Computational Grounded Theory: A Methodological Framework

In Sociological Methods & Research


This article proposes a three-step methodological framework called computational grounded theory, which combines expert human knowledge and hermeneutic skills with the processing power and pattern recognition of computers, producing a more methodologically rigorous but interpretive approach to content analysis. The first, pattern detection step, involves inductive computational exploration of text, using techniques such as unsupervised machine learning and word scores to help researchers to see novel patterns in their data. The second, pattern refinement step, returns to an interpretive engagement with the data through qualitative deep reading or further exploration of the data. The third, pattern confirmation step, assesses the inductively identified patterns using further computational and natural language processing techniques. The result is an efficient, rigorous, and fully reproducible computational grounded theory. This framework can be applied to any qualitative text as data, including transcribed speeches, interviews, open-ended survey data, or ethnographic field notes, and can address many potential research questions.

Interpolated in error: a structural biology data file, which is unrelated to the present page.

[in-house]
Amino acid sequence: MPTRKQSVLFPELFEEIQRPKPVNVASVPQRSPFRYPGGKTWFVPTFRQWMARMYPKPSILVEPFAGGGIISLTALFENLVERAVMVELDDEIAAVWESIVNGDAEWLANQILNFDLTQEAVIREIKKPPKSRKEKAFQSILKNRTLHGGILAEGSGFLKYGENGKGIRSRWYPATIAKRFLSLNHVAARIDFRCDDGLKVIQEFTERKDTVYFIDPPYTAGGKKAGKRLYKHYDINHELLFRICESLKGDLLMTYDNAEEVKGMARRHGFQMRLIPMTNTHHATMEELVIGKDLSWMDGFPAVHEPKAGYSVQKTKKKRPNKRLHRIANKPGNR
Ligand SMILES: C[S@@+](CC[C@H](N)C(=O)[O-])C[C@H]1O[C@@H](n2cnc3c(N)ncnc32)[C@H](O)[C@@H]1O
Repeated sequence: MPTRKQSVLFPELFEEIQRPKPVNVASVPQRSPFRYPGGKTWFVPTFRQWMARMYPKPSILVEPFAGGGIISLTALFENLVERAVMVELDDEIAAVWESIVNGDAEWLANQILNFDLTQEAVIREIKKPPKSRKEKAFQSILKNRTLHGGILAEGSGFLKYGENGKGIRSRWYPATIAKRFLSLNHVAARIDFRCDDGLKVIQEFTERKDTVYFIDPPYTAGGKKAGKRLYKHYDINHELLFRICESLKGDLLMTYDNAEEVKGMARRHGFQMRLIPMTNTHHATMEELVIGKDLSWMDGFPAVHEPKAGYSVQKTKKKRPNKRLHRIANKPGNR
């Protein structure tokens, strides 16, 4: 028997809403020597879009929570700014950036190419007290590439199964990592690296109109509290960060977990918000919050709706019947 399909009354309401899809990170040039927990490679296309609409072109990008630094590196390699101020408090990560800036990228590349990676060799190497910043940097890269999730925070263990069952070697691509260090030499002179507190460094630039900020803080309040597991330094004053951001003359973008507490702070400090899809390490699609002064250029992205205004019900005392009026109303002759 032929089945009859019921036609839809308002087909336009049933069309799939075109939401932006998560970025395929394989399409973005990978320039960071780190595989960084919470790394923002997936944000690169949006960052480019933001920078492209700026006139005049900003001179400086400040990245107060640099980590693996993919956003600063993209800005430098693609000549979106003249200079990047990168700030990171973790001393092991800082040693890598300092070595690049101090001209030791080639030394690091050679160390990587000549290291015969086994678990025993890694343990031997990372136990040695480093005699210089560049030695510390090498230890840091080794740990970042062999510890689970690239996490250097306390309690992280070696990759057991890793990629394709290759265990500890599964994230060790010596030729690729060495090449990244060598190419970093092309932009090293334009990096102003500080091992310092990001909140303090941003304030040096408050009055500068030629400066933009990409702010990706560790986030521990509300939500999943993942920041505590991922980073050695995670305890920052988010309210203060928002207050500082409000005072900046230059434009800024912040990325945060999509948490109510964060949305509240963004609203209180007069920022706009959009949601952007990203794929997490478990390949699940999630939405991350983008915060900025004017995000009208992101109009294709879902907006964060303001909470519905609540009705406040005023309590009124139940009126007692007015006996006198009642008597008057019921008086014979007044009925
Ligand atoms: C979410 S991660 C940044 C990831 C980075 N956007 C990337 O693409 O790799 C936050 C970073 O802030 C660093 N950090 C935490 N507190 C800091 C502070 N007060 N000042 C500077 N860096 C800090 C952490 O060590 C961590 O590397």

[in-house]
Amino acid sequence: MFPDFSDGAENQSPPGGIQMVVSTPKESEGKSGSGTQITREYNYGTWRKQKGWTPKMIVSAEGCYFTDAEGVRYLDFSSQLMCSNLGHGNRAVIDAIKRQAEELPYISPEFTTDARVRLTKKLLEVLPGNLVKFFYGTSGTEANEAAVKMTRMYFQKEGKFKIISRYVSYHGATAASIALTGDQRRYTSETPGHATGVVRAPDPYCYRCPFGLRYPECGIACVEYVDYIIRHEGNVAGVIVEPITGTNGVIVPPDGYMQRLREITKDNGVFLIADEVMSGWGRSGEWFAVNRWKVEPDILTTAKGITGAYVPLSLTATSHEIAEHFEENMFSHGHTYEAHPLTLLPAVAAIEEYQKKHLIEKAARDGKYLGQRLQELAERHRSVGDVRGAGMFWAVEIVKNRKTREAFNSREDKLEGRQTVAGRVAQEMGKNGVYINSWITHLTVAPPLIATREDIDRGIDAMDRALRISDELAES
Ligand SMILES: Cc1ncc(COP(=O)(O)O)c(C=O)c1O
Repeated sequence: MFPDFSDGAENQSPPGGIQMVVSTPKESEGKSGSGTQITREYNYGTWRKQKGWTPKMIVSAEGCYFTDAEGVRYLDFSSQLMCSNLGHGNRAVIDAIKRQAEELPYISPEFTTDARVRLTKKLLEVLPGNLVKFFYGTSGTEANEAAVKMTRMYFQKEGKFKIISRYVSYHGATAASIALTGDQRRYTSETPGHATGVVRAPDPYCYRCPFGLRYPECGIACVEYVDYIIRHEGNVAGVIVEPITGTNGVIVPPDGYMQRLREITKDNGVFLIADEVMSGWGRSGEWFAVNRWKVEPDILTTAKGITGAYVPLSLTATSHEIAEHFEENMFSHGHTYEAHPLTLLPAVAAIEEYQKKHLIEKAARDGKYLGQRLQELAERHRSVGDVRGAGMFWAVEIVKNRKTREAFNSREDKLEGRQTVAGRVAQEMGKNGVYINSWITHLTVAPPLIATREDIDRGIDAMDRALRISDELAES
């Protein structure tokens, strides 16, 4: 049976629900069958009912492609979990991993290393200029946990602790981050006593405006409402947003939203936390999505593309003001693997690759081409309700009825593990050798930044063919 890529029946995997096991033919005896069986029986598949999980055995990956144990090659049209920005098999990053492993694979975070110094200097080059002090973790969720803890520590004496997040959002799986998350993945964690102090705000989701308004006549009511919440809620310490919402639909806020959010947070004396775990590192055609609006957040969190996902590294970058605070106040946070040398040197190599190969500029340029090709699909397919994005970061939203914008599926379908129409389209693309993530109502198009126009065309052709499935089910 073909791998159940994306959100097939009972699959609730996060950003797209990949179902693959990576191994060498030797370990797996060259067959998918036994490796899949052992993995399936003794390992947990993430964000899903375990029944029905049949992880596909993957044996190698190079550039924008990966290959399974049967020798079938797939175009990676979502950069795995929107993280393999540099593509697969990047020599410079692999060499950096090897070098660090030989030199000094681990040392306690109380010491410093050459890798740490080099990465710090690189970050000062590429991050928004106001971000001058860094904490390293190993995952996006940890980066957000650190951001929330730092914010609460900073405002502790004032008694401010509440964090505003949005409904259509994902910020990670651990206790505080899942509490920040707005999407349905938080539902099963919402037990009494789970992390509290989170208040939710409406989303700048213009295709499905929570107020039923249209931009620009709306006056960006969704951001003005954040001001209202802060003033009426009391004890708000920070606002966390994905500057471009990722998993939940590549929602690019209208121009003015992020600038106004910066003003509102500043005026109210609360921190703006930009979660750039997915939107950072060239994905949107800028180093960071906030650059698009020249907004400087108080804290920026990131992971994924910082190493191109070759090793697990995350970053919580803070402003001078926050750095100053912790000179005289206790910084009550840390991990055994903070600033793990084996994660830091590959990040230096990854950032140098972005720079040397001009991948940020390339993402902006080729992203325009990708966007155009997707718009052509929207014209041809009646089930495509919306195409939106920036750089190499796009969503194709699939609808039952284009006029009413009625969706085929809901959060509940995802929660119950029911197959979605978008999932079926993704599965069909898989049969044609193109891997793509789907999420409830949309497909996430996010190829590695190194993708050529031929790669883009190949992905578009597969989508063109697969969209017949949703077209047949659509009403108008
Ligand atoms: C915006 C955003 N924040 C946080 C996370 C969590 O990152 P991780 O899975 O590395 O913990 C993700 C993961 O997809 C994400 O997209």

Sociological Methods & Research
Laura K. Nelson
Laura K. Nelson
Assistant Professor of Sociology

I use computational methods to study social movements, culture, gender, institutions, and the history of feminism. I’m particularly interested in developing transparent and reproducible text analysis methods for sociology using open-source tools.